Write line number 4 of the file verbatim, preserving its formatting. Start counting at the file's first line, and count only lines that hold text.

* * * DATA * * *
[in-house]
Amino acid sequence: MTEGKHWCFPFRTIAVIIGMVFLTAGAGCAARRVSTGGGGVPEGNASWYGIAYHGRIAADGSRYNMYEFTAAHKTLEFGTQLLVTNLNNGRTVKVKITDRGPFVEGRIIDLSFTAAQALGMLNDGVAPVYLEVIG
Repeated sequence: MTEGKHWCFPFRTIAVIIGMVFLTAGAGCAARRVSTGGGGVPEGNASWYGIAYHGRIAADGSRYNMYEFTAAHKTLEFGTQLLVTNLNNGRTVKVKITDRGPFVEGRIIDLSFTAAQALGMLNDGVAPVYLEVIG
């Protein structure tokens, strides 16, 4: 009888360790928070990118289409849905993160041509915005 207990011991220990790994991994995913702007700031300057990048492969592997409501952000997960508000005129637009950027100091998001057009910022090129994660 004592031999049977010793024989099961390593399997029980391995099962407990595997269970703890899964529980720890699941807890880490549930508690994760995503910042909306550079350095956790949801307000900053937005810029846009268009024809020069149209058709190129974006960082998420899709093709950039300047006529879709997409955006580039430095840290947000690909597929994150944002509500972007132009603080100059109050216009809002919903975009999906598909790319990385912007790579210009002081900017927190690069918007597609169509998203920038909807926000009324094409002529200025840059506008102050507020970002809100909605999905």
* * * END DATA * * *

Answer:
């Protein structure tokens, strides 16, 4: 009888360790928070990118289409849905993160041509915005 207990011991220990790994991994995913702007700031300057990048492969592997409501952000997960508000005129637009950027100091998001057009910022090129994660 004592031999049977010793024989099961390593399997029980391995099962407990595997269970703890899964529980720890699941807890880490549930508690994760995503910042909306550079350095956790949801307000900053937005810029846009268009024809020069149209058709190129974006960082998420899709093709950039300047006529879709997409955006580039430095840290947000690909597929994150944002509500972007132009603080100059109050216009809002919903975009999906598909790319990385912007790579210009002081900017927190690069918007597609169509998203920038909807926000009324094409002529200025840059506008102050507020970002809100909605999905």